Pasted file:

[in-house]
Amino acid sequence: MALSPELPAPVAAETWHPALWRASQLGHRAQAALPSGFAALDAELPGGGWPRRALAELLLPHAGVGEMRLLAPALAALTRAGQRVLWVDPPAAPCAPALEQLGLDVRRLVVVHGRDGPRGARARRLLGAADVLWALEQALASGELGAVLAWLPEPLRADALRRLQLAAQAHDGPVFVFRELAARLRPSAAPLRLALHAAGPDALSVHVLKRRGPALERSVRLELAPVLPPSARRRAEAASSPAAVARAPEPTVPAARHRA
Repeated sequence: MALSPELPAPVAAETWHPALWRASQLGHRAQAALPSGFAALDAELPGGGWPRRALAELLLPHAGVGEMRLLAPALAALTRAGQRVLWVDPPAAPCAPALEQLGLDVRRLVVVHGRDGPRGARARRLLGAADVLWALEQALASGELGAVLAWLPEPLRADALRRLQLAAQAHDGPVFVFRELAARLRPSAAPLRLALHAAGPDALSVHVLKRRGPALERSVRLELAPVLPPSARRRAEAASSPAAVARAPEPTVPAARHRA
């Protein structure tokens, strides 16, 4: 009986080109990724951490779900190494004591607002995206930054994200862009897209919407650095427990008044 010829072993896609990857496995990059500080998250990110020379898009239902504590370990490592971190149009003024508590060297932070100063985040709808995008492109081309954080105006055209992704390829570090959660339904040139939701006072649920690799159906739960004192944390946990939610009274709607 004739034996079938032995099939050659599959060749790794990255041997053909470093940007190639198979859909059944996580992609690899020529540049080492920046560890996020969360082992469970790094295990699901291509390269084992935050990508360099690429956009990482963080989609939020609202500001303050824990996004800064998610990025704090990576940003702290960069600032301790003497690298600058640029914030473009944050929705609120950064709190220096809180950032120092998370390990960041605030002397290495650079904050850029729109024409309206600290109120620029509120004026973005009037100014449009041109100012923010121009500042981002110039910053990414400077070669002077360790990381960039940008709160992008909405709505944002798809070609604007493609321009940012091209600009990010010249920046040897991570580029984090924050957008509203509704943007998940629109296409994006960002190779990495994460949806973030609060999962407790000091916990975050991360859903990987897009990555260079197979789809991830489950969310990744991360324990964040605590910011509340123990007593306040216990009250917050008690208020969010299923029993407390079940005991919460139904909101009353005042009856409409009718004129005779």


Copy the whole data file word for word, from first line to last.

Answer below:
[in-house]
Amino acid sequence: MALSPELPAPVAAETWHPALWRASQLGHRAQAALPSGFAALDAELPGGGWPRRALAELLLPHAGVGEMRLLAPALAALTRAGQRVLWVDPPAAPCAPALEQLGLDVRRLVVVHGRDGPRGARARRLLGAADVLWALEQALASGELGAVLAWLPEPLRADALRRLQLAAQAHDGPVFVFRELAARLRPSAAPLRLALHAAGPDALSVHVLKRRGPALERSVRLELAPVLPPSARRRAEAASSPAAVARAPEPTVPAARHRA
Repeated sequence: MALSPELPAPVAAETWHPALWRASQLGHRAQAALPSGFAALDAELPGGGWPRRALAELLLPHAGVGEMRLLAPALAALTRAGQRVLWVDPPAAPCAPALEQLGLDVRRLVVVHGRDGPRGARARRLLGAADVLWALEQALASGELGAVLAWLPEPLRADALRRLQLAAQAHDGPVFVFRELAARLRPSAAPLRLALHAAGPDALSVHVLKRRGPALERSVRLELAPVLPPSARRRAEAASSPAAVARAPEPTVPAARHRA
């Protein structure tokens, strides 16, 4: 009986080109990724951490779900190494004591607002995206930054994200862009897209919407650095427990008044 010829072993896609990857496995990059500080998250990110020379898009239902504590370990490592971190149009003024508590060297932070100063985040709808995008492109081309954080105006055209992704390829570090959660339904040139939701006072649920690799159906739960004192944390946990939610009274709607 004739034996079938032995099939050659599959060749790794990255041997053909470093940007190639198979859909059944996580992609690899020529540049080492920046560890996020969360082992469970790094295990699901291509390269084992935050990508360099690429956009990482963080989609939020609202500001303050824990996004800064998610990025704090990576940003702290960069600032301790003497690298600058640029914030473009944050929705609120950064709190220096809180950032120092998370390990960041605030002397290495650079904050850029729109024409309206600290109120620029509120004026973005009037100014449009041109100012923010121009500042981002110039910053990414400077070669002077360790990381960039940008709160992008909405709505944002798809070609604007493609321009940012091209600009990010010249920046040897991570580029984090924050957008509203509704943007998940629109296409994006960002190779990495994460949806973030609060999962407790000091916990975050991360859903990987897009990555260079197979789809991830489950969310990744991360324990964040605590910011509340123990007593306040216990009250917050008690208020969010299923029993407390079940005991919460139904909101009353005042009856409409009718004129005779």